A guide to Malta’s temples

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Entrance to Malta's temples
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Malta is a destination of a lot of things. The beaches, sun and food are probably enough reasons to make the leap and come to Malta. But the islands of Malta and Gozo offer an incredible chunk of history and places of archaeological interest. From the Knights of St John till the start of the British rule, the eras which made Malta what it is today are all very important. But before the more recorded time, Malta was already inhabited and temples and artefacts around the island are testimony of this. In this article we will provide you with the ultimate guide to the temples in Malta.  Something to note, before we start: We will highlight the most famous and the oldest structures in Malta, which are also considered the oldest free standing structures in the world. There are others which are either not accessible or in some cases, are not even open to the public. 

The temple list

If you are ready to start your car and get to these incredible places of interest, here’s the list of noticeable temples and structures you should visit with the locality where they are. Small hint: Most are easily found on Google Maps and in most cases, the street name would have the same name of the temple. Easy, no?
  • Ggantija (John Otto Bayer Street, Xaghra, Gozo)
  • Hagar Qim (Triq il-Hagar, Qrendi)
  • Imnajdra (Qrendi)
  • Tarxien Temples (Triq it-Tempji Neolitici)
  • Skorba (Triq l-Imqades Imgarr)
  • Ta’ Hagrat (Triq Hagrat, Imgarr)
  • Hal Saflieni Hypogeum (Paola)

Why visit Malta’s temples?

Stepping into an area which is known to have survived thousands of years and centuries of invasions is a truly humbling experience. These places are unique both in size and history. Older than the iconic site of Macchu Picchu in Peru and the Taj Majal in India, for instance, these places are not to be missed.  The history is both rich and interesting. If you want to grasp your knowledge of the very ancient history in the Maltese islands, make sure you visit the national museum of archaeology in Valletta. We will provide you with essential information on the temples here below but this is by far nothing with the huge well of knowledge you’ll get from the professionals at the museum. 

Mysteries of structural marvel

A question many people ask, and also seem very keen on fantasizing theories about is how these temples were built. Because, let’s face it, construction of buildings in Malta today involves heavy machinery. But what did they do at the time when technology was limited to shrapnel and rock? What is also amazing to note, besides the size and weight of these structures, is the way they were built. Somehow they managed to align the temples according to a specific position of the sun on particular days. Some are also aligned with constellations.  Despite archaeologist’s efforts using incredibly sophisticated technology to discover how these temples were somehow set up, it seems that this is still a subject of mystery. One thing is sure, the persons who built these were proper and serious craftsmen who surely knew what they were doing.  The stories have been ripe with fantasy, some simply refuting science all together and claiming it was some mysterious beings that could move these huge slabs of stone.  Theories have paved the way to what some will call fantasy. Two books we suggest you get your hands on to get your tingling, fantastical feeling going, are Echoes of Plato’s Island and Malta remains of Atlantis. The theories behind these books suggest that the temples could be the artefacts of the builders who ruled Atlantis.  There were also a number of interesting documentaries produced by TV giants National Geographic and Discovery channels, among others.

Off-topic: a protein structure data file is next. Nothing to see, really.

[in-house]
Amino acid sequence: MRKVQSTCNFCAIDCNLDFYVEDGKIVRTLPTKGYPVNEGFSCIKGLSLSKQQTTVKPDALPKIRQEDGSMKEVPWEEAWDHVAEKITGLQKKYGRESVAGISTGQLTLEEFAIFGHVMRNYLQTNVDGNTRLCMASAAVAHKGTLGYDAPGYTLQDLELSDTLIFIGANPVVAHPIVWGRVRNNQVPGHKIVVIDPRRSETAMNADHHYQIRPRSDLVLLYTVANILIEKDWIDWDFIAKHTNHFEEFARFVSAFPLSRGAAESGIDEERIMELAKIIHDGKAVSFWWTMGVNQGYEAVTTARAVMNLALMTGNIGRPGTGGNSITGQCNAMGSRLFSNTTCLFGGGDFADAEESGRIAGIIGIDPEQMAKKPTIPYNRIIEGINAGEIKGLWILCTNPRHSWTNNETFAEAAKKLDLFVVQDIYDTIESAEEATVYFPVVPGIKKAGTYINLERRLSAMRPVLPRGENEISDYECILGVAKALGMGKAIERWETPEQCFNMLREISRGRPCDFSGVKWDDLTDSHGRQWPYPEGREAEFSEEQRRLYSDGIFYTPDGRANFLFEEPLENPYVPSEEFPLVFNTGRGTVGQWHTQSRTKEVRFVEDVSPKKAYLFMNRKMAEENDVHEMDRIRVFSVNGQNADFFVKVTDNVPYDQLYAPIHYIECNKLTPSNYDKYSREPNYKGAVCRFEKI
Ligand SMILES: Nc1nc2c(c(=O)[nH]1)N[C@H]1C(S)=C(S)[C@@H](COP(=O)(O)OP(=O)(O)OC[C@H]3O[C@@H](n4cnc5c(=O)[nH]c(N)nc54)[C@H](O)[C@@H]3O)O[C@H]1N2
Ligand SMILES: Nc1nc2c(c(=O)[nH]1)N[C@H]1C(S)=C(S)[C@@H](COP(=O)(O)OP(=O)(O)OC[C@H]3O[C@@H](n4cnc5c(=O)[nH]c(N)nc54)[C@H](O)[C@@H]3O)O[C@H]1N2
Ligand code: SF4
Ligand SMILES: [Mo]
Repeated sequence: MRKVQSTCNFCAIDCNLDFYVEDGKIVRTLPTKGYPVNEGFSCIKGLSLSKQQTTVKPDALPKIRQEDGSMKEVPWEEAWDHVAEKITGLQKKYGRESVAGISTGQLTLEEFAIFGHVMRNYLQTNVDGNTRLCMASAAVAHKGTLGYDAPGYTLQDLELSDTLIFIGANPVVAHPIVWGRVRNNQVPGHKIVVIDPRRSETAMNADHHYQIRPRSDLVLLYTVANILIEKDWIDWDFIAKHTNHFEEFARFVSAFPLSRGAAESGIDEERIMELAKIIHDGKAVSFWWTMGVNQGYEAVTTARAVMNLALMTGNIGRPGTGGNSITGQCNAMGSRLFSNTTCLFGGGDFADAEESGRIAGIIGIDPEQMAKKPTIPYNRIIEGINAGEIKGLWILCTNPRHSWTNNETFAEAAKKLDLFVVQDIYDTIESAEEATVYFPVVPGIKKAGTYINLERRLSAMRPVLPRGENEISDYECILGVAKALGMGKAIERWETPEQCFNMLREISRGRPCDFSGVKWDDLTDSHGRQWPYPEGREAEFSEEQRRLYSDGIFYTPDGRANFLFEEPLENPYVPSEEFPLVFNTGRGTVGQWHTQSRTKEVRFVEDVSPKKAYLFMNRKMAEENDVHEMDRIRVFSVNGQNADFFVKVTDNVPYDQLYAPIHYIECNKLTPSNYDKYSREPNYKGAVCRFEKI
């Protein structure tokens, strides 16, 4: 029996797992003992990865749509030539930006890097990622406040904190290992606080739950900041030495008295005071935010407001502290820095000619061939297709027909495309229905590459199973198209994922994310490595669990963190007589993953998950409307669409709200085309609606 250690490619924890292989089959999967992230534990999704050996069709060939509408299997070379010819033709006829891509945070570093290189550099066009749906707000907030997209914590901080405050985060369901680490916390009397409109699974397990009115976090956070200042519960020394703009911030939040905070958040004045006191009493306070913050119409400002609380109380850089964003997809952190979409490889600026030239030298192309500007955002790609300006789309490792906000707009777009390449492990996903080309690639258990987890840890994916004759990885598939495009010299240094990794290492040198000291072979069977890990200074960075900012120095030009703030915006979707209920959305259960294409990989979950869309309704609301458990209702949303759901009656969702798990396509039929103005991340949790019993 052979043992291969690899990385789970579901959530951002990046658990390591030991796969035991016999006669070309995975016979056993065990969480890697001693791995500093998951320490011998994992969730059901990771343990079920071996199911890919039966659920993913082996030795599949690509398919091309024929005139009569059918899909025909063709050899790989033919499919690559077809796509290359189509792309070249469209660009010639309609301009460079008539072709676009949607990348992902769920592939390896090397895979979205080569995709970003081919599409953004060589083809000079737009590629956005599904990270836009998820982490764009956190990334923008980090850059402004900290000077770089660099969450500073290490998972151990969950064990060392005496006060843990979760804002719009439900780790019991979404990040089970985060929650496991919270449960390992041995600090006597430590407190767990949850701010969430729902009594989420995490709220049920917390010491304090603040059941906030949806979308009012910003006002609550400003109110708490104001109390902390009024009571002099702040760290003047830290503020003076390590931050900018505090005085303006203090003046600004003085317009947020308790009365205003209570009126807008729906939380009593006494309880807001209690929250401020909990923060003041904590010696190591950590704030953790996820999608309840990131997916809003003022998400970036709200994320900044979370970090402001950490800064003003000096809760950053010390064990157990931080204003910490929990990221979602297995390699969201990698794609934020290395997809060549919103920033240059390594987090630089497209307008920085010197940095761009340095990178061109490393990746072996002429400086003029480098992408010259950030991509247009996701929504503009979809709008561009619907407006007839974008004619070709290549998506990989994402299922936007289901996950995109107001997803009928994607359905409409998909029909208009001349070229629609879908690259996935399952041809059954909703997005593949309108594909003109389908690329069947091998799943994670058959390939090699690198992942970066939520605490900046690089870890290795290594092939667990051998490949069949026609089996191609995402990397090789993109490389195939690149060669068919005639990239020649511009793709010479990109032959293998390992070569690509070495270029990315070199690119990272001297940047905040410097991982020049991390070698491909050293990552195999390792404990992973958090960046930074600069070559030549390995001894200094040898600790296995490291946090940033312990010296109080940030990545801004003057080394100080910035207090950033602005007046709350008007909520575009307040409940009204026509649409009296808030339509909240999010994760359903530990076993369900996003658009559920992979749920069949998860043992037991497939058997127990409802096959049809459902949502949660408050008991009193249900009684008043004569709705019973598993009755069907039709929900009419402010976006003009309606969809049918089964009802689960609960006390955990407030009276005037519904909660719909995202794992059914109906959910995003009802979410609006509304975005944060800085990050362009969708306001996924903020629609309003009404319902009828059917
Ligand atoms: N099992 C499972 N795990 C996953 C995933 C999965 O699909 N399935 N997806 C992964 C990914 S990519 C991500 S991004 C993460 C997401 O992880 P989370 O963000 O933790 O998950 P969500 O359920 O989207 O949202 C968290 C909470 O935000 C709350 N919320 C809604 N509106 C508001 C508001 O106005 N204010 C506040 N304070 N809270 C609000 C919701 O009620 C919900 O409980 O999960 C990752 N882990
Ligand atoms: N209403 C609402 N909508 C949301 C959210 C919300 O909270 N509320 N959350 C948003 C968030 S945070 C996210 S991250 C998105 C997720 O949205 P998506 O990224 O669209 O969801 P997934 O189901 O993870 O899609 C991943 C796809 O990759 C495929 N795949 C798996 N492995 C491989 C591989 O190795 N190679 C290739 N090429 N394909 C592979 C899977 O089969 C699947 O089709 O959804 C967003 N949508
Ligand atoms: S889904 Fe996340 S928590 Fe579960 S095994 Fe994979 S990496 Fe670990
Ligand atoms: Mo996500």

Ancient structures target to modern day idiocy

Despite being a modern, civilised society, Malta like everywhere in the world is still home to a small percentage of the population which is simply…well, stupid.  The ancient structures of Mnajdra temples, for instance, fell victim to a vandalism attack back in 2003. In 2016, Ggantija temples in Gozo, an artefact of some 5,500 years, was irreparably vandalised by a number of individuals who found it amusing to write their names and the names of their loved ones on the rocks. The list goes on and on. While shocking to many, some people are too ignorant to understand the significance of such structures. 

Events at the temples

Heritage Malta has been investing and coming up with a series of events to draw the attention of the public, young and old. They sometimes organise sunrise or sunset viewing which are amazing to watch and will leave you dumbfounded as to how they managed to build such structures. Keep an eye on their website heritagemalta.org or their Facebook and other social media pages for more.
Evgheni Bordeniuc
Evgheni Bordeniuc
Passionate about the sea, people and adventure, Evgheni does creative writing. He is a healthy food enthusiast and the captain of the sailing yacht Mowgli.

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